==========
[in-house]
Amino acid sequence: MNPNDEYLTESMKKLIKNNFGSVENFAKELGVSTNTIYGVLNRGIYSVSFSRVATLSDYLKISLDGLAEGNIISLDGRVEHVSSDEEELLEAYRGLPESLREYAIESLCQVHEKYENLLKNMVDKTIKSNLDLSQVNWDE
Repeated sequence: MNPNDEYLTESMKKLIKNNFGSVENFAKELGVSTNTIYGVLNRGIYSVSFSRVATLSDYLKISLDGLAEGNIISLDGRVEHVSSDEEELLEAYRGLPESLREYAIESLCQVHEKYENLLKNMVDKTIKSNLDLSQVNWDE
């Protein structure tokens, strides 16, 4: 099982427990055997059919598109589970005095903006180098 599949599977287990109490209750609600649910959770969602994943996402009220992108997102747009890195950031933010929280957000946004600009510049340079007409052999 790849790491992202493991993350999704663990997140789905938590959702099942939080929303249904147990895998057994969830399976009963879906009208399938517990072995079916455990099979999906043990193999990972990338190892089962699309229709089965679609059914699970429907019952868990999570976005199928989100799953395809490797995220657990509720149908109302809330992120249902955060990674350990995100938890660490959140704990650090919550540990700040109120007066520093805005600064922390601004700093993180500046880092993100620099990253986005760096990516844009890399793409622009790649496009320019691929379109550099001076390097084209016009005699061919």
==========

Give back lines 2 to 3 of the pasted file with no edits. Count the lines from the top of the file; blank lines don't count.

Amino acid sequence: MNPNDEYLTESMKKLIKNNFGSVENFAKELGVSTNTIYGVLNRGIYSVSFSRVATLSDYLKISLDGLAEGNIISLDGRVEHVSSDEEELLEAYRGLPESLREYAIESLCQVHEKYENLLKNMVDKTIKSNLDLSQVNWDE
Repeated sequence: MNPNDEYLTESMKKLIKNNFGSVENFAKELGVSTNTIYGVLNRGIYSVSFSRVATLSDYLKISLDGLAEGNIISLDGRVEHVSSDEEELLEAYRGLPESLREYAIESLCQVHEKYENLLKNMVDKTIKSNLDLSQVNWDE